An overview of Attribution Modeling

By Uri Bishansky
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Attribution Modeling Part 1


Introduction 

We now live in a digital age where users visit several sites by means of various devices while going through their buying journey. Your website is not different, users will visit your website a number of times before completing a transaction or providing their credentials and turning into a lead. You have to track their shopping behavior, know which marketing channels and marketing campaigns have the most impact on their behavior and what products and services they are most interested in. By keeping an eye on these aspects, you can make timely adjustments in your marketing mix. This is the only way you are going to survive the intense online competition.

Studies show that online users visit your site several times before they make their final purchase decision. As an online business owner, you have to know about the marketing channels that brought the buyers to your site and made them close the deal.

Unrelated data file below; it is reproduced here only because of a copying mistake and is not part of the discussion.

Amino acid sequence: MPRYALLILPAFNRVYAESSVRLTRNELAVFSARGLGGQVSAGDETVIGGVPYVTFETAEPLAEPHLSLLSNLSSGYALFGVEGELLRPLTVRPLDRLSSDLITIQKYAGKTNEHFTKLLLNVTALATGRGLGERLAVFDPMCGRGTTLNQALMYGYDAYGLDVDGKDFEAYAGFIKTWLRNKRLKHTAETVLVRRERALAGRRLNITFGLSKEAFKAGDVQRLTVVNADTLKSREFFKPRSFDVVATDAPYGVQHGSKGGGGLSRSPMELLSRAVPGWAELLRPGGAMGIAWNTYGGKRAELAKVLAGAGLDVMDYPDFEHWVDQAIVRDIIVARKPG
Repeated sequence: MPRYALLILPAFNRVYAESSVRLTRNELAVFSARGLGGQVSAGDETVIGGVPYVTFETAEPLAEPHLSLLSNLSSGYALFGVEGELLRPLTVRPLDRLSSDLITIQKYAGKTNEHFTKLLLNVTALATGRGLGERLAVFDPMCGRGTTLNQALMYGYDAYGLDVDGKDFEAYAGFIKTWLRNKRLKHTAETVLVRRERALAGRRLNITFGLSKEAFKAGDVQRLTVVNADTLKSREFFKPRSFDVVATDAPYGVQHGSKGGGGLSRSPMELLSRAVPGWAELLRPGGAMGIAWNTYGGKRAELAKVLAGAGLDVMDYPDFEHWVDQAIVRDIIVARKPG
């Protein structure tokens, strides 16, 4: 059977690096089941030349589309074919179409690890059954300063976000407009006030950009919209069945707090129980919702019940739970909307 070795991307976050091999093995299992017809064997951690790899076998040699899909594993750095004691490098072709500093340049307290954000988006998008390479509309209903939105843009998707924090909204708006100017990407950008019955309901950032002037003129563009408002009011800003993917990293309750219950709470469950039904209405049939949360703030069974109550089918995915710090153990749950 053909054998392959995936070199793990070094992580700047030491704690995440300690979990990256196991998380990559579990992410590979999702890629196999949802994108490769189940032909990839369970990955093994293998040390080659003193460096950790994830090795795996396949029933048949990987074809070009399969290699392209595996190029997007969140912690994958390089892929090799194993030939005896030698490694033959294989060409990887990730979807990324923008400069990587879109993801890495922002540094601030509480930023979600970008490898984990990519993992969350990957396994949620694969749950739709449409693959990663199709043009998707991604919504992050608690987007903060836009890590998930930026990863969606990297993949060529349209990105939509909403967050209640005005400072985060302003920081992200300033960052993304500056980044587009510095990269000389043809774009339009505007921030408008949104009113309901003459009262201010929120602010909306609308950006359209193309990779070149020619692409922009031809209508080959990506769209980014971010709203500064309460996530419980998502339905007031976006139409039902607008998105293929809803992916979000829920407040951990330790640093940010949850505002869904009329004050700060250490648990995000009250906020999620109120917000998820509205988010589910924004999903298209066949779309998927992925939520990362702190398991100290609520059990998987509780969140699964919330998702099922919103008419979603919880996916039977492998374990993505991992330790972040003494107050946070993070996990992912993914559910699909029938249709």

You will be surprised to know that your online shoppers pass through various supporting channels before the final encounter. In this post, I am going to share some examples of an online buyer's journey and show you what kind of effect different attribution models can have on your sales and ROI.

Defining Attribution Modeling

For an online marketer, the term Attribution Modeling can be a complicated concept to understand, but it is worth understanding. Let us try to understand this term in its simplest form. The definition of Attribution Modeling as per Google is:

"It is a set of rules that determine how credit for sales and conversions is assigned to touchpoints in conversion paths."